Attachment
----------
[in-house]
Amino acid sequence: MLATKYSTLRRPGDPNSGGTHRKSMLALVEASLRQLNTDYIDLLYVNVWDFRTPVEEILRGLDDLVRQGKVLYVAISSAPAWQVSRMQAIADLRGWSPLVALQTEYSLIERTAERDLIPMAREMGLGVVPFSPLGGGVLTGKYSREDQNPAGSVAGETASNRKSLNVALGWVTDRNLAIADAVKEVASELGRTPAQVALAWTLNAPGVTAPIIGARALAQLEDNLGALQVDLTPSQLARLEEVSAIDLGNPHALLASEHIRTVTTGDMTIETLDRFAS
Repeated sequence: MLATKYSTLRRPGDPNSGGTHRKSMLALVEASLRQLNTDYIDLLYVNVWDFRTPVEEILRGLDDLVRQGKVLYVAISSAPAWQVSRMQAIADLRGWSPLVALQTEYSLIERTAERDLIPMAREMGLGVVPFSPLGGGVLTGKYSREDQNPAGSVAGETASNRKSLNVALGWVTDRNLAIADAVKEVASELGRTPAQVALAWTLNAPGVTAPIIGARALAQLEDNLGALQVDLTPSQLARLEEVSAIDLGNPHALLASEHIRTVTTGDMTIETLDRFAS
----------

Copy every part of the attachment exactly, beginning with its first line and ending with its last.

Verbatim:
[in-house]
Amino acid sequence: MLATKYSTLRRPGDPNSGGTHRKSMLALVEASLRQLNTDYIDLLYVNVWDFRTPVEEILRGLDDLVRQGKVLYVAISSAPAWQVSRMQAIADLRGWSPLVALQTEYSLIERTAERDLIPMAREMGLGVVPFSPLGGGVLTGKYSREDQNPAGSVAGETASNRKSLNVALGWVTDRNLAIADAVKEVASELGRTPAQVALAWTLNAPGVTAPIIGARALAQLEDNLGALQVDLTPSQLARLEEVSAIDLGNPHALLASEHIRTVTTGDMTIETLDRFAS
Repeated sequence: MLATKYSTLRRPGDPNSGGTHRKSMLALVEASLRQLNTDYIDLLYVNVWDFRTPVEEILRGLDDLVRQGKVLYVAISSAPAWQVSRMQAIADLRGWSPLVALQTEYSLIERTAERDLIPMAREMGLGVVPFSPLGGGVLTGKYSREDQNPAGSVAGETASNRKSLNVALGWVTDRNLAIADAVKEVASELGRTPAQVALAWTLNAPGVTAPIIGARALAQLEDNLGALQVDLTPSQLARLEEVSAIDLGNPHALLASEHIRTVTTGDMTIETLDRFAS